We spent the last 4 days in Walt Disney World. It never grows old. I find it so enjoyable and inspiring.

Since I was a child, I had a fascination with Walt Disney. Beginning in 1954, (I joined it a little more than a decade later), Walt hosted an anthology television series (under different names) called "The Wonderful World of Disney."

It was a great family television program and it showed off Walt Disney's invention, creativity and reasoning. Walt was an amazing story teller and innovator. He was also a big dreamer, who was not afraid to fail.

And, he failed so many times during his lifetime. He also dealt with bouts of depression during his lifetime. When you think of Disney, you think of the incredibly successful behemoth. Walt Disney started out small, dreamed big, and failed spectacularly many times along the way.

Today's column is about not being afraid to Dream. Not being afraid to fail. Not being afraid to dare to be great. Walt Disney experienced numerous setbacks that had placed him millions of dollars in debt.


1. In 1926, Disney had some success with a character that he created named ”Oswald the Rabbit.” Walt had partnered with his distributor, Universal Studios. Disney attempted to negotiate a better rate for his product. Instead, Universal Studios advised Walt that they had secured ownership of his character. Universal hired Disney's own artists right out from under him. Disney was flat broke, again.

2. In 1927, Walt tried to get MGM Studios to distribute Mickey Mouse. MGM told him that the idea could never work. They advised him that a "Mouse" on the motion picture screen would "terrify women."

3. Walt next failed with "The Three Little Pigs" in 1933. It was rejected because it only had 4 characters. The belief in this era was that you needed as many characters as the screen could fit. Walt's initial success here came in the theater. One requirement at a particular theater was that the outside poster had to show the Three Pigs wearing white beards.

4. Then, came the debacle of 1937. Walt came up with the concept of "Snow White and the Seven Dwarfs. At a college preview, the students walked out halfway through the movie. This significantly depressed Disney. The truth was, the students only left because of a college curfew that was in place at the time.

5. In 1940, Walt generated significant extra costs during Pinocchio. He shut down the production because he felt that the Pinocchio puppet needed to look kinder. The original story called for a juvenile delinquent-themed character. Walt also spent time creating a "minor character," an unnamed cricket, who would ultimately act as Pinocchio's conscience.

6. In the original Pinocchio, the puppet killed the cricket with a mallet. Developing Jiminy Cricket, reworking Pinocchio from bad to good and adding a number of new special effects resulted in Disney losing $ 1 million dollars in Pinocchio's first release. Just its 1992 reissue grossed $ 20 million in the United States and Canada. Its all-time gross is substantial nine figures. In 1994 The United States National Film Registry deemed "Pinocchio" to being "culturally, historically, or aesthetically significant."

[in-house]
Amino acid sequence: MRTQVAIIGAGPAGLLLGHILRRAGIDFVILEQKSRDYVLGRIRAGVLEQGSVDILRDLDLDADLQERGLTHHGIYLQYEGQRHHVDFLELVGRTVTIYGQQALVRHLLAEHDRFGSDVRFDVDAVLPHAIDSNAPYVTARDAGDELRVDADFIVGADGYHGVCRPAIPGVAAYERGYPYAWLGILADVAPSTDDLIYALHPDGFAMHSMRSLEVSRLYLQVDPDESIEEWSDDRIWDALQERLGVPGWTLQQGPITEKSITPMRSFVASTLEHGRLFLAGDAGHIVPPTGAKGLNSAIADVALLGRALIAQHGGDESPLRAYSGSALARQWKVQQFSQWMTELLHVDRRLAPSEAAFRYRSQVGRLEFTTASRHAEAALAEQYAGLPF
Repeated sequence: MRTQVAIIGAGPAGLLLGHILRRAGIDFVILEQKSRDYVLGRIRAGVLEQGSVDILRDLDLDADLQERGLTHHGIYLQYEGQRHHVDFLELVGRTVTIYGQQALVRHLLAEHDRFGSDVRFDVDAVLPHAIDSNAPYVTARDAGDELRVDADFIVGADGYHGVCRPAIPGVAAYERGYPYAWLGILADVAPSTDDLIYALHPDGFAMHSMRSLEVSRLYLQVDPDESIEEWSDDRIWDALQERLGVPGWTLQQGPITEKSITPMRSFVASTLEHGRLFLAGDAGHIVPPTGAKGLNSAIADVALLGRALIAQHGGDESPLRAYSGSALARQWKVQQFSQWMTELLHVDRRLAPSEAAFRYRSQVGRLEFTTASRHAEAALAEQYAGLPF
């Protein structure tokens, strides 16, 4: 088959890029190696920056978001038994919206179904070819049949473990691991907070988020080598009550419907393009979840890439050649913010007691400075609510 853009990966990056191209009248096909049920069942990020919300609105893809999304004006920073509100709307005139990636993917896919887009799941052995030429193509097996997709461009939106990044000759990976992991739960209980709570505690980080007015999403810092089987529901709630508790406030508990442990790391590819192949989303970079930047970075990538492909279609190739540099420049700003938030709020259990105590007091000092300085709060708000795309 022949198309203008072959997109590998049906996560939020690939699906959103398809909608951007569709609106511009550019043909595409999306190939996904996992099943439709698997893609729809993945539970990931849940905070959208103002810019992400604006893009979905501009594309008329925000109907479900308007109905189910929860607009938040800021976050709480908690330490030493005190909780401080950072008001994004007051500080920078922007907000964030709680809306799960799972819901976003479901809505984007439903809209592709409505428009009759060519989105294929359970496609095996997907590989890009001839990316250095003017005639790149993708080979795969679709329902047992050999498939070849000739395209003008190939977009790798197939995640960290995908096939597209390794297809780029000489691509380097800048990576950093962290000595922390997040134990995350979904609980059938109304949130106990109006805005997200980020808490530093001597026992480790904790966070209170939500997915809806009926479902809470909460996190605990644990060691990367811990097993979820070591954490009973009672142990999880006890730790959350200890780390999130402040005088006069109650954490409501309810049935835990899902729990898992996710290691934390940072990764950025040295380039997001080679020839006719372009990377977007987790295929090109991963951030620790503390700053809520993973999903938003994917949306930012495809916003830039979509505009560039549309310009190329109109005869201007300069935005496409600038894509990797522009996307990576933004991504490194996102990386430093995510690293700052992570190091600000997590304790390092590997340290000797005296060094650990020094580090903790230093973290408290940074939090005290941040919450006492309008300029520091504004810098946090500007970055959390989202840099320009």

For the premier of Pinocchio, Walt hired 11 tiny persons, all dressed like Pinocchio and he put them on top of New York's Radio City Music Hall. In a move he would later regret, he gave them a full days supply of food and wine. The concept was that these cute little human puppets would greet the children as they entered the theater. However, things went drastically wrong. It was a hot day, and midway through, the 11 tiny actors were drunk and running naked on the top of the movie marquee.

7. Walt formed an animation company in Kansas City, Missouri in 1941. His initial company formed a distribution agreement with a company that would pay him 6 months after services were rendered. His distributor went bankrupt and Disney could not pay his bills. He folded the company and found himself surviving with a regular diet consisting of dog food.

8. Walt Disney also never lived to see "Fantasia" become the critical success that it would ultimately achieve. Walt only knew of the 1940 “failure,” whose audiences found it to be lacking a proper story line. Also, the 1940 version had an ending scene "The Night on Bald Mountain" scene with the Devil damning the souls of the dead was considered unfit for children.

9. In 1942, Walt attended the premier of Bambi. Yep, it was yet another disaster for Walt Disney. In the key moment of the movie when Bambi's Mother died, Bambi was wandering through the meadow shouting, "Mother! Where are you, Mother?" A teenage girl shouted from the balcony, "Here I am Bambi!" The audience broke-out into hilarious laughter. Not Walt Disney. He was mortified and was left to feel a failure, yet again. Walt had miscalculated during war time; this was not the time for the "love-life of a deer."

10. The reworked 1960 Pollyanna, made to be more sentimental, made Walt Disney cry at the official studio screening. But, it too failed at the box office. Walt ultimately decided that the title was a turn-off to young boys.

Of course, in the final judgment, all 10 of these initial "failures" turned out to be smash hits. Walt Disney never had the chance to see how successful he really was. He would never know how enduring his legacy would be.

The moral of today's column is that today's "failures" could very well be tomorrow's huge "successes." Don't be afraid to dream big and do everything within your power to make your dreams come true.

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